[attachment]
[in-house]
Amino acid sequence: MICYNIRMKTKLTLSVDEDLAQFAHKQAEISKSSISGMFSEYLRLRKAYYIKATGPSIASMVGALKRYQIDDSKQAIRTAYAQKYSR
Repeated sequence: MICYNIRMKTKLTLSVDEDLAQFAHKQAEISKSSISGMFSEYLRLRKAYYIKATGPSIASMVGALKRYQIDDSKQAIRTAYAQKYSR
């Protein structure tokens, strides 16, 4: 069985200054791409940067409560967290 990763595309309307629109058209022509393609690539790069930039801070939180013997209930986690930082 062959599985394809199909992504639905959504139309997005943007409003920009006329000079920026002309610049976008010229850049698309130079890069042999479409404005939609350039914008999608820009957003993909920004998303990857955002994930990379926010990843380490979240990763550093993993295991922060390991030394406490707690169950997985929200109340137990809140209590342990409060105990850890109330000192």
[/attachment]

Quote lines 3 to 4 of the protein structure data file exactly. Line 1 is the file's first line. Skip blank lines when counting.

Repeated sequence: MICYNIRMKTKLTLSVDEDLAQFAHKQAEISKSSISGMFSEYLRLRKAYYIKATGPSIASMVGALKRYQIDDSKQAIRTAYAQKYSR
């Protein structure tokens, strides 16, 4: 069985200054791409940067409560967290 990763595309309307629109058209022509393609690539790069930039801070939180013997209930986690930082 062959599985394809199909992504639905959504139309997005943007409003920009006329000079920026002309610049976008010229850049698309130079890069042999479409404005939609350039914008999608820009957003993909920004998303990857955002994930990379926010990843380490979240990763550093993993295991922060390991030394406490707690169950997985929200109340137990809140209590342990409060105990850890109330000192």